SAN FRANCISCO (SHNS) - With hyperactive talk-show hosts and headlines fueling hysteria about Arnold Schwarzenegger's "love child" and New York Rep. Anthony Weiner's "sexting" obsession, there's hardly a better time to launch a juicy Hollywood flick about politics, sex, campaigns, sex, drugs, candidates -- and sex.
That's why the stranger-than-fiction aspect of American politics makes life a bit surreal these days for San Franciscan Chris Lehane, whose reputation as a take-no-prisoners Democratic political consultant has earned him the nickname "Master of Disaster." Lehane, a Clinton White House spokesman during the Monica Lewinsky scandal, is co-writer of "Knife Fight," an independent film being shot in the San Francisco Bay Area and billed as an insider's look at American politics.
The film, set to be released in time for the fall 2012 presidential election, stars Rob Lowe of "The West Wing" as Paul Turner, a San Francisco political fixer based on Lehane who is juggling a variety of gubernatorial and Senate campaigns. Jamie Chung of "Sucker Punch" and "The Hangover Part II" co-stars as his savvy political trainee.
Lehane's outline of the plot: It "focuses on how politics is really played -- a knife fight in a telephone booth." The film examines the closed-door intrigues of American political campaigns, "where blood is spilled, low blows are common and the best candidate is not always the best person," he said. "It's a world where the noblest ends are used to justify the darkest means."
Talk about timely. As Lehane sat on the set last week to watch his fictional tale come to life, the Democratic spinmeister juggled rounds of interviews to offer analysis on Weinergate -- a true-life scandal that appears to have outdone Hollywood for shock value.
Speaking to MSNBC about the soap opera that threatens Weiner's once-formidable political career, Lehane marveled: "I used a quote that we had in the script: He's in a deep, dark, unspinnable place."
"It doesn't get any better than this," laughed "Knife Fight" director and co-writer Bill Guttentag, sitting among Klieg lights and trailers on the set with Chung and Lehane on the grounds of a stunning, 100-year-old Tudor estate that doubles as the film's "governor's mansion."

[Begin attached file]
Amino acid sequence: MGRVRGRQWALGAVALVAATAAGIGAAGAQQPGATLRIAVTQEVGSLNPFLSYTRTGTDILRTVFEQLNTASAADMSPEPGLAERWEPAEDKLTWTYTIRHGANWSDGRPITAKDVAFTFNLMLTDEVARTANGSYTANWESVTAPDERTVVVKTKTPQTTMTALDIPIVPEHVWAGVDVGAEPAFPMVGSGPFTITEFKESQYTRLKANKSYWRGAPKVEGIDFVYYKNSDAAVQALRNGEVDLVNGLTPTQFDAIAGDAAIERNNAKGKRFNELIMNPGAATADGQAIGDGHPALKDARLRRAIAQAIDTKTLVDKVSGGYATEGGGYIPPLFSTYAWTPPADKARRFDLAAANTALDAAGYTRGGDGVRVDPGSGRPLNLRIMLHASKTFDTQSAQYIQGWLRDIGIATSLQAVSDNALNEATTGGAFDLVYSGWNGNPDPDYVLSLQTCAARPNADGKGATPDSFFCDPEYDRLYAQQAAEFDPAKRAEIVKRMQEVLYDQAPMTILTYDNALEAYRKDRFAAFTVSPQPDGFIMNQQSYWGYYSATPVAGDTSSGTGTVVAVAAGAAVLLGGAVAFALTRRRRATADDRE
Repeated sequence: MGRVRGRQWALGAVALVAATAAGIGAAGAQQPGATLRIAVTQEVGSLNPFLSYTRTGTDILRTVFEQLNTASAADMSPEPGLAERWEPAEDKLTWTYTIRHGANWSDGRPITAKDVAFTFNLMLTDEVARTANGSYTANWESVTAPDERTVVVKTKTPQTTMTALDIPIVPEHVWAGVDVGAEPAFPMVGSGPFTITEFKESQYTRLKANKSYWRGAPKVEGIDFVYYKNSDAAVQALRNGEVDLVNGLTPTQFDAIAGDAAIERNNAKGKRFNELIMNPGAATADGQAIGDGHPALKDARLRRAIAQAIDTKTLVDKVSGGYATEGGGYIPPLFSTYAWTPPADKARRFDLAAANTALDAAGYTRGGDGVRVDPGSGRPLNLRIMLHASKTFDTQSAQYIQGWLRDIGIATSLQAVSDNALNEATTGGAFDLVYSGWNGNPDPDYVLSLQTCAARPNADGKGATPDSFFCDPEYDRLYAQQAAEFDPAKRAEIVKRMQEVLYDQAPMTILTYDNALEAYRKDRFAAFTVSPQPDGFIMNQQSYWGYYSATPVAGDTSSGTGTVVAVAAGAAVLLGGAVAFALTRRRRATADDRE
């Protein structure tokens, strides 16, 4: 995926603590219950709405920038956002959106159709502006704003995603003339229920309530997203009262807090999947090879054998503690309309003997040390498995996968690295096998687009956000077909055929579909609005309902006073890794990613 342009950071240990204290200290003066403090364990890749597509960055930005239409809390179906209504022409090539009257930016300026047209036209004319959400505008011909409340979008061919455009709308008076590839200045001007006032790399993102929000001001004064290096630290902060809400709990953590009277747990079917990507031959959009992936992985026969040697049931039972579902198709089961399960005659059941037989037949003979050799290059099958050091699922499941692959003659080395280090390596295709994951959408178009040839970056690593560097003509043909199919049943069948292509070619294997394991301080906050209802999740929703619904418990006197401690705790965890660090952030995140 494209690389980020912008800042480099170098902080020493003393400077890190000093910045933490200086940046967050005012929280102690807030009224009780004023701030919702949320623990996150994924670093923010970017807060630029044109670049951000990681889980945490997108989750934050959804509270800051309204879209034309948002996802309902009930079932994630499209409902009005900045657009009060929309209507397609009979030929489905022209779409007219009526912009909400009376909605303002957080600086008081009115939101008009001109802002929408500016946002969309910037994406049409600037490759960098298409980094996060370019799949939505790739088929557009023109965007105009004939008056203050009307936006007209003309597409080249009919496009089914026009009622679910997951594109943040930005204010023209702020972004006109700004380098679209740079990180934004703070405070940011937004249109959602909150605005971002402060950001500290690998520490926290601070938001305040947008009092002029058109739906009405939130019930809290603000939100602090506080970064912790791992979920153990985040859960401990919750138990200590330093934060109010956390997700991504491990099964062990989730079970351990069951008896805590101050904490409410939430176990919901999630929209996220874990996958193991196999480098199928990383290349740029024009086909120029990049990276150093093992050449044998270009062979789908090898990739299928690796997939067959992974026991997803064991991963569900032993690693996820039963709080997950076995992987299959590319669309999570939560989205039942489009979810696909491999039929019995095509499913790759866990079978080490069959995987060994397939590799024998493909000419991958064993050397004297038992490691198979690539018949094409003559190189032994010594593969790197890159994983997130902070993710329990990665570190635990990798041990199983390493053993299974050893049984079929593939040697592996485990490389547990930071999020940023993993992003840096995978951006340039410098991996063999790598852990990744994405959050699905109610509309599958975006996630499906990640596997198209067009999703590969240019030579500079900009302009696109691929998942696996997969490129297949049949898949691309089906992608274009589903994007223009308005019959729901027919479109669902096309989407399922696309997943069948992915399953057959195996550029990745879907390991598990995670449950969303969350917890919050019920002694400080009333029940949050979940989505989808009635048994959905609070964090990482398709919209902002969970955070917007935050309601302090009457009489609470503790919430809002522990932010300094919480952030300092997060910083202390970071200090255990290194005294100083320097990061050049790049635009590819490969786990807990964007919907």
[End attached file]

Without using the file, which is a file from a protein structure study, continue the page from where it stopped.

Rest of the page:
Charges that former International Monetary Fund chief Dominique Strauss-Kahn sexually assaulted a New York hotel maid, revelations of Schwarzenegger's clandestine offspring, John Edwards' indictment for allegedly using campaign funds to hide his pregnant mistress and Weiner's e-affairs show that "there's always something going on" involving politicians and sex, Guttentag said.
"That's part of the idea of the film: We can say with great confidence that the subject will not get dated," said Guttentag, who met Lehane at a class on the film industry that the director teaches at the Stanford Graduate School of Business. "There will be something when we're filming, when we're editing, while we're releasing."
His movie melds fact and fiction and concentrates on politics at the Senate and gubernatorial level -- where Lehane has had a bird's-eye view -- he helped manage Level the Playing Field 2010, an independent expenditure group that slammed billionaire GOP candidate Meg Whitman and supported efforts to elect Democratic Gov. Jerry Brown.
Playing Lowe's aide-de-camp is Chung, who said she is thrilled to be involved in a timely role that allows her to learn some of the tricks of the political trade directly from the master.
The part is a long way from her recent roles in the comic "Hangover" sequel or as Amber, part of the stunning girl crew in "Sucker Punch." This time, Chung stars as Kirsten, a Korean-American political consultant from a working-class background whose immigrant parents run a fruit stand. (Her Korean immigrant parents ran an American cafe in San Francisco.)
Her portrayal of a sharp, ambitious, young -- and beautiful -- political consultant, Lehane said, is based on an amalgamation of several of the top women he has worked with in politics who have had to juggle "a sense of understanding the tension between the ends justifying the means."
Chung said Kirsten is among the "Knife Fight" characters who spend their days engaged in "a giant game of chess," trying to advance their candidates while containing damage. With Lehane's stories being spun on set, she said, "it's a real interesting dynamic to see ... the passion and drive that these characters have about their jobs."
Guttentag -- who has produced documentaries such as "Nanking" and "Soundtrack for a Revolution," about the music of the U.S. civil-rights movement -- said he first envisioned the political film as a documentary.
"But I met with a couple of presidential candidates" -- he won't say who -- "and quickly realized you could never do it as a real film," he said.
The reason: When everything hits the fan in politics, the cameras are shut out and "you can't get behind the doors you need to get behind," he said. "In our film, we take the